Congresswoman Pingree Leads Push to Ensure USDA Discrimination Settlement Money Reaches Women Farmers
With the rapidly approaching deadline of October 31, 2023 to file claims, Reps. Pingree, Frankel, and Hayes are urging USDA to conduct robust outreach to all eligible farmers, including women, to ensure focused efforts to reach all who have experienced discrimination
Today, Democratic Women’s Caucus (DWC) leaders Congresswoman Chellie Pingree (D-Maine), a longtime farmer and member of the House Agriculture Committee, Reps. Lois Frankel (D-Fla.), DWC Chair, and Jahana Hayes (D-Conn.), urged Secretary of Agriculture Tom Vilsack to ensure discrimination settlement funds reach women farmers and those who have faced discrimination by the U.S. Department of Agriculture (USDA) in the past. Section 22007 under the Inflation Reduction Act, passed by Congressional Democrats and signed by President Biden last August, provides $2.2 billion in financial assistance for farmers, ranchers, and forest landowners who experienced discrimination in USDA’s farm lending programs prior to January 1, 2021. Pingree, Frankel, and Hayes say implementing Section 22007 is “an important step in addressing the history of discrimination at USDA, including against women and Black, Indigenous, (and) People of Color (BIPOC) farmers.”
With the rapidly approaching deadline of October 31, 2023 to file claims, members of the Democratic Women’s Caucus sent a letter urging USDA to conduct robust outreach to women farmers and ensure there are focused efforts to reach all those who have experienced discrimination.
In a letter to Secretary Vilsack, the lawmakers highlighted the many barriers women face to own property and access credit. Despite the Equal Credit Opportunity Act of 1974, many women still faced discrimination by USDA at local Farm Service Agency offices, prompting legal action against USDA.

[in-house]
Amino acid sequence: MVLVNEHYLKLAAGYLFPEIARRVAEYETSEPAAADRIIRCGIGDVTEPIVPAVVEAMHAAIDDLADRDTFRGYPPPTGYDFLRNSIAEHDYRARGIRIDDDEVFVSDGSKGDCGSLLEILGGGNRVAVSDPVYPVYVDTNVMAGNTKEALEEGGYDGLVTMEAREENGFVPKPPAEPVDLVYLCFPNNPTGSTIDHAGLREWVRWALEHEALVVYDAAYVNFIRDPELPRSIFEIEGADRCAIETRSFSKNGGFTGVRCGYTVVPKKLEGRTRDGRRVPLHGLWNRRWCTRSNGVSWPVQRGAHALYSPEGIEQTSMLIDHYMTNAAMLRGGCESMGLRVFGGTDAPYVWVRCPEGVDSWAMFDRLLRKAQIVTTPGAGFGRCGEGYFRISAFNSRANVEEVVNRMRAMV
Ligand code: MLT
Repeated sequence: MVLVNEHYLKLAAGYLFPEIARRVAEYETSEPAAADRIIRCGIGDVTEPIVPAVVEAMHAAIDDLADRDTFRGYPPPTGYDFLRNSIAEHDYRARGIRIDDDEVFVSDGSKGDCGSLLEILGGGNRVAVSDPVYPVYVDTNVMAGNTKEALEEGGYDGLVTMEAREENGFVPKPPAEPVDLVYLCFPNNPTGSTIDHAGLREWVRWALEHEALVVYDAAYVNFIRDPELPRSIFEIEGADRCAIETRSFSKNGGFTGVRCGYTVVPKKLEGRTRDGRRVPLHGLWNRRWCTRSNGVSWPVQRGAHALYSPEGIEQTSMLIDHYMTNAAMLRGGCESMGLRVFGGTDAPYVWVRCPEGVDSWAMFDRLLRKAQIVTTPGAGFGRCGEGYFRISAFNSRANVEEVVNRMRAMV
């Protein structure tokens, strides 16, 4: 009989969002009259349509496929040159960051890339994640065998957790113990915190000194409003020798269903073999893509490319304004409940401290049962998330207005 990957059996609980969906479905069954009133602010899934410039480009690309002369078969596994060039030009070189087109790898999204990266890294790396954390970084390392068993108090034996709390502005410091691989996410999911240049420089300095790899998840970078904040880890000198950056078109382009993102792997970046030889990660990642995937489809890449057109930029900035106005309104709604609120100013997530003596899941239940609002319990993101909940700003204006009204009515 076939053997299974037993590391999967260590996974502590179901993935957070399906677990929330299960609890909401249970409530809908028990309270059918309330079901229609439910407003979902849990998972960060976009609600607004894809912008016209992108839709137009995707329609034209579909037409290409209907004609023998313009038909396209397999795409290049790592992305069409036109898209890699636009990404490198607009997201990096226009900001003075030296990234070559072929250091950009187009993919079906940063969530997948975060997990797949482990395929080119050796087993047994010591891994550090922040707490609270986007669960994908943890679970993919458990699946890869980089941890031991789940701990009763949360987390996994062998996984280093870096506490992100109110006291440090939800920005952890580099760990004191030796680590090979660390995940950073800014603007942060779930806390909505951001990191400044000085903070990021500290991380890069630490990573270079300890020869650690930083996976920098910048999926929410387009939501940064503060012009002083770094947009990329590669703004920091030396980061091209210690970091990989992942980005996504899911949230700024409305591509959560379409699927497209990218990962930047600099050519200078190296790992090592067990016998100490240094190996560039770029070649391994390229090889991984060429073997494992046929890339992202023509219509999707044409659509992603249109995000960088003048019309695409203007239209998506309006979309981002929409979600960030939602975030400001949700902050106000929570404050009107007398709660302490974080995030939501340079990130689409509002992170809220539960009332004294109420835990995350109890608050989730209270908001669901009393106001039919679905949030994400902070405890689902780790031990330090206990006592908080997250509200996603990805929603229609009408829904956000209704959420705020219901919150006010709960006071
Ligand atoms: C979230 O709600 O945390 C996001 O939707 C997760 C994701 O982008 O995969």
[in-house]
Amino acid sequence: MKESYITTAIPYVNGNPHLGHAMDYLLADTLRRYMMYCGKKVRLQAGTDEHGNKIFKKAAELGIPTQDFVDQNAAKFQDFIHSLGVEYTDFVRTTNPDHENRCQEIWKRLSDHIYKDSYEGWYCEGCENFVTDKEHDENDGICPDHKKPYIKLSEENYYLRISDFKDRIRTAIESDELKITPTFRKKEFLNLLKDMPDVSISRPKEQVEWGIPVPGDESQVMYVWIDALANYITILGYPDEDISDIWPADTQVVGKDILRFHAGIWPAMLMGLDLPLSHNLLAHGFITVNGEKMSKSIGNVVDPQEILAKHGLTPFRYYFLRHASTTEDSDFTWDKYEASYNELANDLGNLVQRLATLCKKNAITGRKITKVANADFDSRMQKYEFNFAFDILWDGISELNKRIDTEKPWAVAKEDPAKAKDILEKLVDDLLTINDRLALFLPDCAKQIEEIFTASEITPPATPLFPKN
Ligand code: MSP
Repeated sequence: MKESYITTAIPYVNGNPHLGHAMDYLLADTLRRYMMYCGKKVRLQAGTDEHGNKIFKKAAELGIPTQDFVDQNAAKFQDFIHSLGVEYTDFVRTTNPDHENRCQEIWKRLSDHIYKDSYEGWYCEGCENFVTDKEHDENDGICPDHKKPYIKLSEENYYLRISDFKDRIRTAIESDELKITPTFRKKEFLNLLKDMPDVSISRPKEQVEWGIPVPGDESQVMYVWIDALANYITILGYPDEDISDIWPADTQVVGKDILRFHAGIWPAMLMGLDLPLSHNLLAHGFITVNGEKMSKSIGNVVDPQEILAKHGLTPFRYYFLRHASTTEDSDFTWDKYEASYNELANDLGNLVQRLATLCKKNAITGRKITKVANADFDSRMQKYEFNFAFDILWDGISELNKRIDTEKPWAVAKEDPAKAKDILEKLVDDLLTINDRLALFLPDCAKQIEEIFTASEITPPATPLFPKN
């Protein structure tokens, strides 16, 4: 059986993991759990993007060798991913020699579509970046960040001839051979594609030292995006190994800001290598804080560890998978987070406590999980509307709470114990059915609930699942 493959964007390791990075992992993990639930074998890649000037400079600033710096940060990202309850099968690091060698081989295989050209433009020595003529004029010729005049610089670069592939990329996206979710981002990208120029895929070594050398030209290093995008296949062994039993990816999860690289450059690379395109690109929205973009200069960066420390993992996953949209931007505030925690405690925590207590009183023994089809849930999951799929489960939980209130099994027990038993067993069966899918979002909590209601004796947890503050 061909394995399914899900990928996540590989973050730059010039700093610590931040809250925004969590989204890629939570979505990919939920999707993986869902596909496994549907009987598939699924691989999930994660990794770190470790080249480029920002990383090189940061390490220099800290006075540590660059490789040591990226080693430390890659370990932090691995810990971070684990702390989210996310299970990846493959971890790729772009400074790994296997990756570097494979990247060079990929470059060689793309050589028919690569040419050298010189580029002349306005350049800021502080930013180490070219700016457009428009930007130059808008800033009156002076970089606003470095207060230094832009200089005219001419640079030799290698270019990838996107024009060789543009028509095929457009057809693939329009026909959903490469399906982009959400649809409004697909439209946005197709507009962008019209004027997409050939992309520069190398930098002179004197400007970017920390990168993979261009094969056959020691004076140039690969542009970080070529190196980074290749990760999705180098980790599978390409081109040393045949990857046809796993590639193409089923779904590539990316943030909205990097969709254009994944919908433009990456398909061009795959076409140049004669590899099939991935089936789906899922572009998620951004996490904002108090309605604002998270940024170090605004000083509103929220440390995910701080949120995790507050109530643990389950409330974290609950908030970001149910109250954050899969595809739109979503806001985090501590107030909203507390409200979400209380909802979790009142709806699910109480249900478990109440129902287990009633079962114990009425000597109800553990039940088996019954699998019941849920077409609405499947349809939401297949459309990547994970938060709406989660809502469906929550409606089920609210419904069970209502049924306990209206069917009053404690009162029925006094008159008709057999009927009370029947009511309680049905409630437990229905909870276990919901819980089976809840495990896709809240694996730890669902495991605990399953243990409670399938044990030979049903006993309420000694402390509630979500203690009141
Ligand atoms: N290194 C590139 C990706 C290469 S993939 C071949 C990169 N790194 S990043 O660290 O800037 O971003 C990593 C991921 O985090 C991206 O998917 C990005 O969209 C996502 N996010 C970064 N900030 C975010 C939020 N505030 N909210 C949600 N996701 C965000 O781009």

“To settle claims, the U.S. Judgement Fund provided $1.33 billion and USDA provided $160 million for female and Hispanic farmers. Nearly 54,000 claims were filed for cases of discrimination that occurred before 2000, but an audit by the Office of the Inspector General found that USDA only compensated about 3,200 claimants and expended only about $207 million, while dismissing nearly 60 percent of claims due to paperwork errors,” the lawmakers explained. “Most claimants were never provided the reason their claims were denied.”
Now, women farmers, ranchers, and foresters have another opportunity to apply for just compensation for past discrimination by USDA. Types of discrimination covered include race, sex, sexual orientation or gender identity, religion, age, martial status, disability, and reprisal/retaliation for prior civil rights activity.
“Money alone cannot make up for the life-long impacts of discrimination. Nevertheless, USDA cannot repeat the mistakes of past settlement processes that have left tens of thousands without recompense due to technicalities,” the lawmakers said. “We urge USDA to contact the women who had previously submitted discrimination claims and provide targeted outreach to additional women who have experienced discrimination since 2000. We also ask USDA to share their outreach strategy with us.”
Visit www.22007apply.gov, for detailed information about application procedures, available assistance, and more.
The full letter is available here.